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Author Topic: Marathon Photo Advice?  (Read 3307 times)

RustyTheGeek

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Marathon Photo Advice?
« on: October 01, 2013, 12:12:45 PM »
My church is hosting a marathon in a month or so.  I've been asked to shoot some photos.  I'm not a pro (since I don't get paid) but I consider myself a 5 year DSLR advanced enthusiast.  I shoot a lot of outdoor scout events, camping, school swim meets and church activities.  I own a 5D3, 6D and several decent L lenses, flashes, etc.  So with that said, I'm looking for advice gained from other forum members' experience shooting marathon/running events.  Logistics, composition ideas, pre-planning, lens choices, lighting challenges, possible dual body use, etc.  I might even get a photog friend or two to help me cover more locations.  I love picking up new skills and experience but I prefer to be as prepared as possible when time permits.  All constructive thoughts appreciated!
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Marathon Photo Advice?
« on: October 01, 2013, 12:12:45 PM »

neuroanatomist

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Re: Marathon Photo Advice?
« Reply #1 on: October 04, 2013, 08:55:56 AM »
If you're the 'designated photographer' (even if unpaid), you should have the opportunity to shoot at the starting line and the finish line, and possibly in between (I presume you'll have access to a car, and know the marathon route).  Since the runners will be bunched at the start, consider standing a ways back from the starting line with a telezoom to get a nice perspective compression of the field of runners.  If there's a starter pistol shot, try to frame with that in the shot and fire as it goes off, you'll likely catch the puff of smoke.  Then move to the side with a wide/ultrawide and capture the group with a wide lens as the runners as the go by, possibly from a low angle. 

If there's a spot on the course where there's  tough uphill climb followed by flat or better yet slightly downhill, you can position yourself a short distance after the hill with a telezoom, catching facial expressions as they crest the hill, then full-body shots as they increase pace toward you (servo tracking with the 5DIII).  For body shots, try shutter speeds fast enough to freeze motion, but also slightly slower so face/torso are frozen but you capture motion in the arms and legs.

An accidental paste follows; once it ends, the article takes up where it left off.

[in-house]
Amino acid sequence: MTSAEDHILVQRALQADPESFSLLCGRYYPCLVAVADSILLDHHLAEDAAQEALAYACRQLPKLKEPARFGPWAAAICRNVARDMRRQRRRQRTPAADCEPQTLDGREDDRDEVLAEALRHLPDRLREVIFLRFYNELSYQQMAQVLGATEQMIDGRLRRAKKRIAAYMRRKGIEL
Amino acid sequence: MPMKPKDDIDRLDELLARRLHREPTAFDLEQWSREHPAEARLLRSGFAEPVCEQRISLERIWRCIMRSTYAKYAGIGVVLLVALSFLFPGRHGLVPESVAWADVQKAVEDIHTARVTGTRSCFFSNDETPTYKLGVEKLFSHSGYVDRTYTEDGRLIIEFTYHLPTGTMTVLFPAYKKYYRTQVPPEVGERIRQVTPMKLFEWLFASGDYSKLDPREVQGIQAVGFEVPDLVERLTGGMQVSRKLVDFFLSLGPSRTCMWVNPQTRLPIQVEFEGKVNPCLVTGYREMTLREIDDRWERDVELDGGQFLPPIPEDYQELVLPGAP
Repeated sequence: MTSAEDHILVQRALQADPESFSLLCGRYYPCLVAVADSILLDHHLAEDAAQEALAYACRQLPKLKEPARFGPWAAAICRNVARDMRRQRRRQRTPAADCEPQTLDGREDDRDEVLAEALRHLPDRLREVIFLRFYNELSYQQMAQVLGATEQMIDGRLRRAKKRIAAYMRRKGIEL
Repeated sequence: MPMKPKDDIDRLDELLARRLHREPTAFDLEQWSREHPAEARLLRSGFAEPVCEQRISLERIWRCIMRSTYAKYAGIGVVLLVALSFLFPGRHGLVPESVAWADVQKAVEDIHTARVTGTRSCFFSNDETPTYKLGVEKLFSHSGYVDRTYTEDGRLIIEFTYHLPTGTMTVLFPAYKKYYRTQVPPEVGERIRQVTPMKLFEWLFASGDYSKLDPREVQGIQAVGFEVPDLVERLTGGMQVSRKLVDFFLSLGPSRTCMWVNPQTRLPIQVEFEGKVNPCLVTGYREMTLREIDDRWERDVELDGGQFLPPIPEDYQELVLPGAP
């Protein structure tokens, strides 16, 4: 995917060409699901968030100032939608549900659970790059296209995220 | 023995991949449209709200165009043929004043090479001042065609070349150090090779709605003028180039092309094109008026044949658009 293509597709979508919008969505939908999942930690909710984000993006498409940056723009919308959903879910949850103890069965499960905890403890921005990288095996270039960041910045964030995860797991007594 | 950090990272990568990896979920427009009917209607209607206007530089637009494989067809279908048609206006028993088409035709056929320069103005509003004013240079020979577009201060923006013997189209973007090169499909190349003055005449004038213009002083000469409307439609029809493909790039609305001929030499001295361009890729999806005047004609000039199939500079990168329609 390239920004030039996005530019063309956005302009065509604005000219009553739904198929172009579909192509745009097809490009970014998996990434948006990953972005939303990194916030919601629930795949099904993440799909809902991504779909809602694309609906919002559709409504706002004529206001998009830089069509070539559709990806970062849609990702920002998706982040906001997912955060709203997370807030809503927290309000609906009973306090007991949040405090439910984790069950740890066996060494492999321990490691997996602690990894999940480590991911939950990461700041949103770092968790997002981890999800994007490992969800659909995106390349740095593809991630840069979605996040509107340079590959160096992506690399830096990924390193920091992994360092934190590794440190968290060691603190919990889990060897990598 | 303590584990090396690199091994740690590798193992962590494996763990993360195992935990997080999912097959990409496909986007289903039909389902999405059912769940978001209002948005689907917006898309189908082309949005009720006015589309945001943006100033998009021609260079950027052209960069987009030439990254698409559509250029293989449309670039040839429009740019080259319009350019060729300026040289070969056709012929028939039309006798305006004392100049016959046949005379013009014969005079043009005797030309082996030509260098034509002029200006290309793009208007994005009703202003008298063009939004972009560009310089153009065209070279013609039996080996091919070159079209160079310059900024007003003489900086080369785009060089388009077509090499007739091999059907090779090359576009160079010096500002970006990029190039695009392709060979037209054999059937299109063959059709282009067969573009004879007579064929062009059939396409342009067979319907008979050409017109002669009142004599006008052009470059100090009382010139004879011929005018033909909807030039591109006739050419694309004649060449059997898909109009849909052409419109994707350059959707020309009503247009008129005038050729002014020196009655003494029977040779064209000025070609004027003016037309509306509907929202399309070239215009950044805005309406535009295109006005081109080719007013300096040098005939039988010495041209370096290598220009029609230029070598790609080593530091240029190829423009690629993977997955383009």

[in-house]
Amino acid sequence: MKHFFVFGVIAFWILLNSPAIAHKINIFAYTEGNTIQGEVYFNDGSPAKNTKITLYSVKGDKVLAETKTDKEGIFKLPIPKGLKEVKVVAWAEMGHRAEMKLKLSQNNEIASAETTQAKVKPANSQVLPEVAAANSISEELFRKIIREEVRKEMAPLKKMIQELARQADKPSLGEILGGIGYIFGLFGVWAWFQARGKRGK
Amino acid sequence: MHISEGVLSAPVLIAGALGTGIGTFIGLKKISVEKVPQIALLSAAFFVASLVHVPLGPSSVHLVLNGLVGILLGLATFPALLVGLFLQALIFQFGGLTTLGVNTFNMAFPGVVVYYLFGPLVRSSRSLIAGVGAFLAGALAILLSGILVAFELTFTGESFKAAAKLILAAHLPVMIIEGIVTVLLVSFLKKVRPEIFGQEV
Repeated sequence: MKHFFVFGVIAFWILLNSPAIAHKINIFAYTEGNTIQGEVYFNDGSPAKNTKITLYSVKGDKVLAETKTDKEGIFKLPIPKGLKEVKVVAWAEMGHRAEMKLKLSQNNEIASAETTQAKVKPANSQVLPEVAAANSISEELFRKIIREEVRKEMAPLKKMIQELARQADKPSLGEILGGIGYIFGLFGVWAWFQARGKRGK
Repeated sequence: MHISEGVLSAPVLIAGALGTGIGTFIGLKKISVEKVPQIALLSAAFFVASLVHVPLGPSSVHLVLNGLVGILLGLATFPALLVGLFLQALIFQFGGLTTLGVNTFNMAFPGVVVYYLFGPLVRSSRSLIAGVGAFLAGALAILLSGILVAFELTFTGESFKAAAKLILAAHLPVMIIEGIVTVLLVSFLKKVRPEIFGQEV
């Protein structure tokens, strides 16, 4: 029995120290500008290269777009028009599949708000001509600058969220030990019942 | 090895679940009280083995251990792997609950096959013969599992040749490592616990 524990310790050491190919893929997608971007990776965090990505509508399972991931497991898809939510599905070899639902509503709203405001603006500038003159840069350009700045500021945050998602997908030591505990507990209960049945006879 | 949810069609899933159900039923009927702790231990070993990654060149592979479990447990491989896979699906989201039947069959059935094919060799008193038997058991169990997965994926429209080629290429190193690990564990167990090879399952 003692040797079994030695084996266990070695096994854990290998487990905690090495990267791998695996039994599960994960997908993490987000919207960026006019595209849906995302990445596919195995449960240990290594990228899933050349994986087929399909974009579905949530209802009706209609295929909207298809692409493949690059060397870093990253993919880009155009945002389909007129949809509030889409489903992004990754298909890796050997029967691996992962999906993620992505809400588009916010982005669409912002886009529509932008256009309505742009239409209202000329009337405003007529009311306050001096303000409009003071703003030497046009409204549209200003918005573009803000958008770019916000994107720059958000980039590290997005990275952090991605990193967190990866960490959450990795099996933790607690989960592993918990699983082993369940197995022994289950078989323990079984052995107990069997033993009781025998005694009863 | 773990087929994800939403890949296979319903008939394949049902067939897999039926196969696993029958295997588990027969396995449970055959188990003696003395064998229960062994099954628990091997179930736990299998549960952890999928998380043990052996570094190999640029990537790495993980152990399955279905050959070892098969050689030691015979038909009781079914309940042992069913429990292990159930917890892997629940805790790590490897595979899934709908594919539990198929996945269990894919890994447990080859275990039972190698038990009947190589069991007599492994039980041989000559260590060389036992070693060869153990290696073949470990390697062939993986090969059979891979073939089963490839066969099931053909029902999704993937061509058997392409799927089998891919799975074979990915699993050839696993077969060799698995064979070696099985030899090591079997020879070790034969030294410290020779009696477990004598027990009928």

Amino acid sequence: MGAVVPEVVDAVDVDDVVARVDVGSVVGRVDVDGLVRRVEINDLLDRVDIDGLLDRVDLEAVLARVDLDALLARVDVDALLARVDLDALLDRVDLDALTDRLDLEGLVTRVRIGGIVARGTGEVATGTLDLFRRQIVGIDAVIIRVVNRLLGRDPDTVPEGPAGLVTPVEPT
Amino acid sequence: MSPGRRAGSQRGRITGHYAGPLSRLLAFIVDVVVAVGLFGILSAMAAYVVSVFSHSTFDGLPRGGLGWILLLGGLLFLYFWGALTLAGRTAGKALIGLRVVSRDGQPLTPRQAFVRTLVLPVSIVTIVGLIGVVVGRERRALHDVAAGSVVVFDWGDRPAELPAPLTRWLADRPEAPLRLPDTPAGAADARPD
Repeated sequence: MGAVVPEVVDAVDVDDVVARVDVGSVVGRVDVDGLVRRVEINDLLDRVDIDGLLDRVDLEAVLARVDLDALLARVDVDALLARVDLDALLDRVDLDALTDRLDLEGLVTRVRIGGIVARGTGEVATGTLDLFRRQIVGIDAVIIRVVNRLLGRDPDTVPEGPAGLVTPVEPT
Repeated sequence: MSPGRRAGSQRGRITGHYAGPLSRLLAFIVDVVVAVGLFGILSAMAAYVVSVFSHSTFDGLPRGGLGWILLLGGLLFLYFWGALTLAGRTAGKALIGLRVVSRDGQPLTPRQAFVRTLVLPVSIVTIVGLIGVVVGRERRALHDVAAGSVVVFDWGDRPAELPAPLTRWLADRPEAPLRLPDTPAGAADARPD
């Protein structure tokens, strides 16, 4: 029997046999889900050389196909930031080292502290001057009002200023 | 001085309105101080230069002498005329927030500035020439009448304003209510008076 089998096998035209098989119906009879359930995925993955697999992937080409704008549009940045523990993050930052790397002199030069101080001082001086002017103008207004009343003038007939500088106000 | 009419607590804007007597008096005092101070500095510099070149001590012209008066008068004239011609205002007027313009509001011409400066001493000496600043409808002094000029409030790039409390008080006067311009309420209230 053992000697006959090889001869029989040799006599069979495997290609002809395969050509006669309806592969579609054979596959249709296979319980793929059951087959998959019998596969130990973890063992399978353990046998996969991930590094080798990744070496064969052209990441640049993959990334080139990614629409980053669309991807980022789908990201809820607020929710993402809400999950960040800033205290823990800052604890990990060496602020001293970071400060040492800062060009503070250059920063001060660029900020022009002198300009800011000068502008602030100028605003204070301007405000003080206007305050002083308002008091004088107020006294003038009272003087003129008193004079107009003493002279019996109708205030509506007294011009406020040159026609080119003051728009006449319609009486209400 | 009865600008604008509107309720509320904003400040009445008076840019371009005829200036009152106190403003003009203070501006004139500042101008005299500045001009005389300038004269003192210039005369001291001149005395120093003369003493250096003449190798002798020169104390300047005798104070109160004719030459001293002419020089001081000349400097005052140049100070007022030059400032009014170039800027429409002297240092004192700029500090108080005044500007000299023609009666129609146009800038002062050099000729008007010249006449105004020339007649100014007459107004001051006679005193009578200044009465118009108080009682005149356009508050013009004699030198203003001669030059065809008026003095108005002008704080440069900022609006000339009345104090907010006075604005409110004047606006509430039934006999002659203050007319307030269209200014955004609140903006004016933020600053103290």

At the finish line, catch the winner breaking the ribbon (duh), and other runners as they cross.  Helps to have other photogs so some can catch the winner and early finishers cooling down, while later runners crossing the finish line can still be captured.

Good luck!
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RustyTheGeek

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Re: Marathon Photo Advice?
« Reply #2 on: October 04, 2013, 10:42:47 AM »
Great advice neuro.  Thanks for the input.  As for being the 'designated photographer', normally I would be but in this case, the church hired a firm to promote the race since it's their first race and that firm has a pro photography firm they use.  (Everything is done for free but they want us to buy pictures from their photographer instead of shoot snapshots of our own.)  So even though I take a lot of pictures for the church, I might be a bit of a fly in the ointment in this case since a pro will be present.  Hopefully I will simply blend in with any other freelance or journalism photographers that may be present.
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dryanparker

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Re: Marathon Photo Advice?
« Reply #3 on: October 04, 2013, 11:35:17 AM »
If it's a smaller event, and unlikely to have thousands of runners like an established city marathon, I'd consider finding a single, more specialized shot to capture. This lets you be creative without the pressure of capturing the volume of images you hope the pros will grab.

I did something similar for a breast cancer awareness run last year. It was hosted at TPC Sawgrass during the week of THE PLAYERS Championship, so I framed up the start of the run in a way I thought might tell the story of the event in one frame. (5D2 with 24-105, somewhere on the wide end.)

Above all, enjoy the day!
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Don Haines

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Re: Marathon Photo Advice?
« Reply #4 on: October 04, 2013, 11:45:38 AM »
As for being the 'designated photographer', normally I would be but in this case, the church hired a firm to promote the race since it's their first race and that firm has a pro photography firm they use.  (Everything is done for free but they want us to buy pictures from their photographer instead of shoot snapshots of our own.)  So even though I take a lot of pictures for the church, I might be a bit of a fly in the ointment in this case since a pro will be present.  Hopefully I will simply blend in with any other freelance or journalism photographers that may be present.